Claudia Robertson, MD-Cerebrovascular Dysfunction After Traumatic Brain Injury
Claudia Robertson, MD
Professor, Department of Neurosurgery
Baylor College of Medicine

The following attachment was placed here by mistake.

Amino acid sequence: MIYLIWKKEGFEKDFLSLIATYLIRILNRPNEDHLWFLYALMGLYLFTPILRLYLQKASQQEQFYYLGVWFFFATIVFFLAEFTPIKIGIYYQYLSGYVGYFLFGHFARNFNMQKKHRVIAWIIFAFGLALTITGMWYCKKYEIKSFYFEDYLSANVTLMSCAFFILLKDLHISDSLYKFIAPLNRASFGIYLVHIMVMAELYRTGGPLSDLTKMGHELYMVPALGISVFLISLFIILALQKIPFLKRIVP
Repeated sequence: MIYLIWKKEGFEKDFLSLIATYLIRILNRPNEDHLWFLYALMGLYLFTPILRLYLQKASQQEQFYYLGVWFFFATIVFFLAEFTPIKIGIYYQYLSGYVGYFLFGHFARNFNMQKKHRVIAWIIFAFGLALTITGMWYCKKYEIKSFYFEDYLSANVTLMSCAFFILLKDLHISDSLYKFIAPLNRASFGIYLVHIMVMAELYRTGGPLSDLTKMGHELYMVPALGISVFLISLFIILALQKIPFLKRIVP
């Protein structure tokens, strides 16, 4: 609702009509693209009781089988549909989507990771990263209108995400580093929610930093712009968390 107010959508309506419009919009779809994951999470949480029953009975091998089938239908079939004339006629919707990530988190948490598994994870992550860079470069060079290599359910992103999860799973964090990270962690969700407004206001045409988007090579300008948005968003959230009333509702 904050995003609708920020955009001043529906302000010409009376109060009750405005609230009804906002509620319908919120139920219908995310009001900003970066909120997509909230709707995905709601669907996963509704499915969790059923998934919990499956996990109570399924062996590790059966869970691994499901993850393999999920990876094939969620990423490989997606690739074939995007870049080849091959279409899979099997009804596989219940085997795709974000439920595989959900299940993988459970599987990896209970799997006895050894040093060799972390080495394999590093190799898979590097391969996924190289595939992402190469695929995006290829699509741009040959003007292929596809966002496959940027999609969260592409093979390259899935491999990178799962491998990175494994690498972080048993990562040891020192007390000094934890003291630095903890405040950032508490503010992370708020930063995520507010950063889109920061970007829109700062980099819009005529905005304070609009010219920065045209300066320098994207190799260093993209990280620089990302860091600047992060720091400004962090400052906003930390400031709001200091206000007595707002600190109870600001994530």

The cerebrovasculature, which provide the brain with essential metabolic substrates, is often damaged after traumatic brain injury (TBI). Dysfunction ranges from vulnerability to secondary ischemic insults from impaired pressure autoregulation to severe global ischemia and death. Studies show that ischemia within 12 hours of injury correlates with mortality. Later, global ischemia appears as secondary, and may be preventable. Impaired pressure autoregulation may cause susceptibility to secondary insults for several days after injury. In experimental models, reduction in cerebral blood flow (CBF), accompanied by a decrease in tissue nitric oxide levels, can be ameliorated by giving L-arginine shortly after injury. Transgenic research models deficient in nitric oxide synthesis do not respond to L-arginine, confirming its role in early CBF reduction.
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